We have a no screen policy Monday through Friday. Normally, this is fine. The kids are in school all day, they come home, do homework, have dinner and then it’s pretty much bed time. There’s hardly any time for screens anyway.
But on school breaks, like spring break and summer vacation? The I’m booooored‘s begin at the crack of dawn. Over the years, I’ve learned a few tricks to keep them at a minimum. One of my favorites is to keep a box of craft supplies on hand. I fill the box with pieces of cardboard, pompoms, pipe cleaners, googly eyes and balloons. Always balloons. There is no shortage of things the kids can do with them.
If your kids slide into the “I’m bored” funk, have them try this Balloon Cup Popper. It’s so easy to make even young kids can give it a go. Plus, you can use them to sneak in a variety of hands-on learning, including a lesson in potential and kinetic energy.
First, a quick vocabulary lesson:
Potential Energy - Energy that is stored.
Kinetic Energy – Energy a body has because it is in motion.
Here’s the teaching part – Energy can be transferred from potential to kinetic and between objects. Now, let’s see in action…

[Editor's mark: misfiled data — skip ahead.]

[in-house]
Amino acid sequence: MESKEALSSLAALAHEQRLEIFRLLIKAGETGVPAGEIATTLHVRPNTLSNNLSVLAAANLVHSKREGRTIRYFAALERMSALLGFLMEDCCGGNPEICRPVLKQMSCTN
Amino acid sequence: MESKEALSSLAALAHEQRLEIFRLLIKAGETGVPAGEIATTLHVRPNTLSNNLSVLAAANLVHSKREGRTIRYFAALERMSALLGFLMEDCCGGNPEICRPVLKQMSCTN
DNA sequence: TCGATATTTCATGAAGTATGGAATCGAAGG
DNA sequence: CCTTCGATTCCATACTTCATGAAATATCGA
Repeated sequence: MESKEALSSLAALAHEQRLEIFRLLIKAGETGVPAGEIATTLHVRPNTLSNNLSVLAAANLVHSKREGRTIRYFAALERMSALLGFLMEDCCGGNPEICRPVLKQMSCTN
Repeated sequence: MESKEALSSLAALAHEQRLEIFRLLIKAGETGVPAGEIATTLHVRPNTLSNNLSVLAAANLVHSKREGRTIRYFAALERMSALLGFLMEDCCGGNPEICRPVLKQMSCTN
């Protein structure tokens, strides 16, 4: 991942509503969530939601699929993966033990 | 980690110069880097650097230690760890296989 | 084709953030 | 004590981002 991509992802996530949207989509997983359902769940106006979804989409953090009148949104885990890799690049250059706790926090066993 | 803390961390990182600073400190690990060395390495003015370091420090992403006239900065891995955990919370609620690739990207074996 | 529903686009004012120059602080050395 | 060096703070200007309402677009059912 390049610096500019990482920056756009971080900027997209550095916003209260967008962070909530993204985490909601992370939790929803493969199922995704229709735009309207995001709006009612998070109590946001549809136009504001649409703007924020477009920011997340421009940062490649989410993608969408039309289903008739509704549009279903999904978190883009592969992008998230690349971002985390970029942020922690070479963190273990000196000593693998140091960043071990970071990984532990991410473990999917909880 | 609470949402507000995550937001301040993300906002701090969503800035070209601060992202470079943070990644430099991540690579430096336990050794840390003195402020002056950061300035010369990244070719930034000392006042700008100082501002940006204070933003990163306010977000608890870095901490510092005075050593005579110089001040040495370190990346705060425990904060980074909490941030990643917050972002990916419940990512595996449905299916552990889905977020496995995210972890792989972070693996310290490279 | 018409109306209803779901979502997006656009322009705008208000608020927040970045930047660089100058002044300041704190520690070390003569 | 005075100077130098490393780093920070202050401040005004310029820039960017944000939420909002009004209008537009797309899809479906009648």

- Cardboard Tube or Plastic Cup
- Pompoms or Marshmallows
Tie a knot in the balloon.
Cut off the top of the balloon.
Place the balloon over the cardboard tube. Now place a pompom inside, pull back on the balloon and let ‘er go!
Ways to extend learning:
1. Measure how far the pompom travels.
2. Make a hypothesis about angles and test it out.
3. Shoot several pompoms and calculate the mean, median and mode for distance.
4. Play with the design to see if it improves launch. For instance, what happens if you tie the knot higher up on the balloon? Is there an effect if you use rubber bands to secure the balloon around the tube?
Now go have some fun! Oh and for a super fun lesson in kinetic energy check out Design Squad’s rubber band contest. They even teach the kids how to make a rubber band car. So cool!